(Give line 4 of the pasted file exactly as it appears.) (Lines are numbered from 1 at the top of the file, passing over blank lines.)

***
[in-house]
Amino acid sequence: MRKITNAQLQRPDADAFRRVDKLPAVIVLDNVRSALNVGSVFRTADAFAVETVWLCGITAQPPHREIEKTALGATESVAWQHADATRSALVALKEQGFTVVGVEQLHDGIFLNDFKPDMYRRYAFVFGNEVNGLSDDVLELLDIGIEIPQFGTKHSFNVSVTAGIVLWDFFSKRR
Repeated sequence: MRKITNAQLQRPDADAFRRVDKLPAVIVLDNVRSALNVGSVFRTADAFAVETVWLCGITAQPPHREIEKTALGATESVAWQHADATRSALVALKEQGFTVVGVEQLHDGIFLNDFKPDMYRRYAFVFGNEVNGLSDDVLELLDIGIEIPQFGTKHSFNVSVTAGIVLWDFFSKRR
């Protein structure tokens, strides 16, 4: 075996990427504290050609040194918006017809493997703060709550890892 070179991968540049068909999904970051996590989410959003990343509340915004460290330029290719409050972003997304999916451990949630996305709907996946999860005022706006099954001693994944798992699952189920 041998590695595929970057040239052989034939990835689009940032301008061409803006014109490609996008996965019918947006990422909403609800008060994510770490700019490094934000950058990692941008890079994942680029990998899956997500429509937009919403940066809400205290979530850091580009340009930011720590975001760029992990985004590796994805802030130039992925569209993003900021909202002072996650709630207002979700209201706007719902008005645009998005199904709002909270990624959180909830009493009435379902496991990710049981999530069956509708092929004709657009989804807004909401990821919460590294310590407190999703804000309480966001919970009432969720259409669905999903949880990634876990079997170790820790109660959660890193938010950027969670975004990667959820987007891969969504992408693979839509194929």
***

């Protein structure tokens, strides 16, 4: 075996990427504290050609040194918006017809493997703060709550890892 070179991968540049068909999904970051996590989410959003990343509340915004460290330029290719409050972003997304999916451990949630996305709907996946999860005022706006099954001693994944798992699952189920 041998590695595929970057040239052989034939990835689009940032301008061409803006014109490609996008996965019918947006990422909403609800008060994510770490700019490094934000950058990692941008890079994942680029990998899956997500429509937009919403940066809400205290979530850091580009340009930011720590975001760029992990985004590796994805802030130039992925569209993003900021909202002072996650709630207002979700209201706007719902008005645009998005199904709002909270990624959180909830009493009435379902496991990710049981999530069956509708092929004709657009989804807004909401990821919460590294310590407190999703804000309480966001919970009432969720259409669905999903949880990634876990079997170790820790109660959660890193938010950027969670975004990667959820987007891969969504992408693979839509194929």